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News & Events

Kellogg students get an election education

Senior Associate Dean David Besanko explains the facts of U.S. presidential politics

By Amy Trang

10/10/2008 - The November presidential election is being watched by people around the world and with less than a month to go before Americans head to the polls, some Kellogg School of Management international students are learning about the U.S. election process.

David Besanko
Watch video (Kellogg community access only).

On Oct. 9, David Besanko ’82, senior associate dean of strategy and planning, spoke about the election process and its key issues to a capacity audience of students.

His talk was part of the Kellogg Election Series sponsored by Ford Motor Company Center for Global Citizenship and supported by Kellogg Student Association. Besanko told students he was pleased to be able to talk on a set of topics that he feels passionate about, having earned an undergraduate degree in political science from Ohio University.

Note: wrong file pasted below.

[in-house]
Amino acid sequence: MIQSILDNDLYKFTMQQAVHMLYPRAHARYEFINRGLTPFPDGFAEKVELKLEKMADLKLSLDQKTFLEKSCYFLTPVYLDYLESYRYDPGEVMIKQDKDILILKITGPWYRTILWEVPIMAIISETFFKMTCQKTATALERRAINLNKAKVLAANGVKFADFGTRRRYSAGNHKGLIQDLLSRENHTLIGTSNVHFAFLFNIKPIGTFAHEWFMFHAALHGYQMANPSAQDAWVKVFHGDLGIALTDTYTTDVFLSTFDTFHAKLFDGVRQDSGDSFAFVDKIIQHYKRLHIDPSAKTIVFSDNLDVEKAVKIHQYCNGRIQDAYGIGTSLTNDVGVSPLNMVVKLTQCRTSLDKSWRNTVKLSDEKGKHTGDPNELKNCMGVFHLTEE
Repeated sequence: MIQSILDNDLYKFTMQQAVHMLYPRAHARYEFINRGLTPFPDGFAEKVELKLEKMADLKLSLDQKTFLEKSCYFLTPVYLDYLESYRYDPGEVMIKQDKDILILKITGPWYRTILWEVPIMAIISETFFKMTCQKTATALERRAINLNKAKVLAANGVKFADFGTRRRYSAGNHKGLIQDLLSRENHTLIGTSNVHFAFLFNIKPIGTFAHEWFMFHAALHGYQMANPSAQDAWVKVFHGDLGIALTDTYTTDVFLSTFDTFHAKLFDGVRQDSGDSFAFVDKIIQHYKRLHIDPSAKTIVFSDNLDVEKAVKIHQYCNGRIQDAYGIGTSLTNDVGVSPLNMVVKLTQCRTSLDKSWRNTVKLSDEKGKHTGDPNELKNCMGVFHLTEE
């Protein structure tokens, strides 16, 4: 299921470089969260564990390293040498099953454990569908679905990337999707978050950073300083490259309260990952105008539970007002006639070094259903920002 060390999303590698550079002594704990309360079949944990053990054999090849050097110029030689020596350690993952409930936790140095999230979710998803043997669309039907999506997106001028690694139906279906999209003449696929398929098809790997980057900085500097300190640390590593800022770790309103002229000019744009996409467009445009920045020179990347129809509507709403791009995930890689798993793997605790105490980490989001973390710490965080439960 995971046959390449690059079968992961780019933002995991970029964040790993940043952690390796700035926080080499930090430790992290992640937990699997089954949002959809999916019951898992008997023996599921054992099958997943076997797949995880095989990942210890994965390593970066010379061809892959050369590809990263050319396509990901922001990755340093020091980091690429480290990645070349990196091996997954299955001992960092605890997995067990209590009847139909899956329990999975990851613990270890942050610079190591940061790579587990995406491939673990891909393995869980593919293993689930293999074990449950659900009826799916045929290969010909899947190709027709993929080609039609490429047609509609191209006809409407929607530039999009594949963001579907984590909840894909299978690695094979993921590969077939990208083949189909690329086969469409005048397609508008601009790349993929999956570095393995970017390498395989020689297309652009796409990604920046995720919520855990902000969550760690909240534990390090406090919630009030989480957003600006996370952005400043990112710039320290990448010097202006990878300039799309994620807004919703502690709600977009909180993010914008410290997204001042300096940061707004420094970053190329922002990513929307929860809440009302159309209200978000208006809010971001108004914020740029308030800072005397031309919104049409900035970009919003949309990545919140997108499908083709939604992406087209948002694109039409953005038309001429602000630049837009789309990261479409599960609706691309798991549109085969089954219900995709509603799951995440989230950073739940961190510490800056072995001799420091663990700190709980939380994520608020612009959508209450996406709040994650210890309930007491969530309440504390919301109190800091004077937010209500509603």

Besanko offered a brief lesson on the presidential election process and the role of the Electoral College. He added that the candidates’ strategies are to win swing states, such as New Mexico and Ohio, which in recent years have been toss-ups in terms of voting for Democrats or Republicans.

“The game is to deploy resources so you can win the battleground states,” Besanko said. “Candidates devote time and money to those states. You don’t see many TV campaigns in Illinois because the state will most likely go to [Barack] Obama.”

Campaign financing also has been an important topic in this election, as Democratic presidential nominee Sen. Barack Obama has nearly a two-to-one lead over Republican presidential nominee Sen. John McCain in private funding, Besanko said.

“Obama has changed the model for campaign financing,” he said, noting that part of Obama’s resources have come via the Internet from individuals donating less than $200. “He took advantage of the power of the Internet.”

If Obama wins the presidency, this outcome could result in a nationwide political realignment, Besanko said, indicating the sort of fundamental change in voting patterns previously seen in U.S. elections in 1968 and 1980.

Besanko said that these realignments happen during grave economic and social circumstances, such as the oil crisis in 1980. He noted that the country’s landscape would change dramatically if Obama wins the presidency and the Democrats continue to hold a majority of seats in Congress.

After Besanko revealed that voting isn’t compulsory in the U.S., as it is in other countries, such as Australia and Belgium, some in the audience appeared surprised. Besanko pointed out that the U.S. has one of the lowest voting turnouts of any Western-style country.

“This is a country of choice,” Besanko said. “But it matters a lot if you vote or don’t vote.”